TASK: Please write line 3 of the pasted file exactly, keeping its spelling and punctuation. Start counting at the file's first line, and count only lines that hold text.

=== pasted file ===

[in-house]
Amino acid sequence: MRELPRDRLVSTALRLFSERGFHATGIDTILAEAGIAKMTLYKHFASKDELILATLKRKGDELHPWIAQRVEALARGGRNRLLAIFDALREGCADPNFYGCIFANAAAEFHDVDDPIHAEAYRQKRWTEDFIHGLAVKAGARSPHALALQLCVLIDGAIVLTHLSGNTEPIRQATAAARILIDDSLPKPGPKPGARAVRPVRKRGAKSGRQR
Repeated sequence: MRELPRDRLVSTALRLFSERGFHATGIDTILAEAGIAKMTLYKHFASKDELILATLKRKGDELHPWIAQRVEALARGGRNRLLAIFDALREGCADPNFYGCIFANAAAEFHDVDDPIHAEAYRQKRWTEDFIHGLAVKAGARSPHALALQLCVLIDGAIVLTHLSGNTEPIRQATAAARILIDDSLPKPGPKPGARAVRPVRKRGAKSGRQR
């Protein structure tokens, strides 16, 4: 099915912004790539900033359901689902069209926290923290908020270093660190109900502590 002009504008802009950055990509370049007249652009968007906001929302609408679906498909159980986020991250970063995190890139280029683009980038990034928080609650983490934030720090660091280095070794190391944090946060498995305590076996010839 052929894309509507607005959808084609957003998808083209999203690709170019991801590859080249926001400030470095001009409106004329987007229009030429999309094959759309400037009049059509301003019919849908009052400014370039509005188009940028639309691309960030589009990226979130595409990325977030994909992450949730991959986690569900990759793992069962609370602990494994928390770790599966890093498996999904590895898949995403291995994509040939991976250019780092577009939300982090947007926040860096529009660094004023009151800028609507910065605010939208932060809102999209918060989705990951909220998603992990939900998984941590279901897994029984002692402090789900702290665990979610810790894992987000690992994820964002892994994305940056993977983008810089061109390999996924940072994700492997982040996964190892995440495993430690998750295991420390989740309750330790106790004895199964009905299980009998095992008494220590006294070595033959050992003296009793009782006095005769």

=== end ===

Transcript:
Repeated sequence: MRELPRDRLVSTALRLFSERGFHATGIDTILAEAGIAKMTLYKHFASKDELILATLKRKGDELHPWIAQRVEALARGGRNRLLAIFDALREGCADPNFYGCIFANAAAEFHDVDDPIHAEAYRQKRWTEDFIHGLAVKAGARSPHALALQLCVLIDGAIVLTHLSGNTEPIRQATAAARILIDDSLPKPGPKPGARAVRPVRKRGAKSGRQR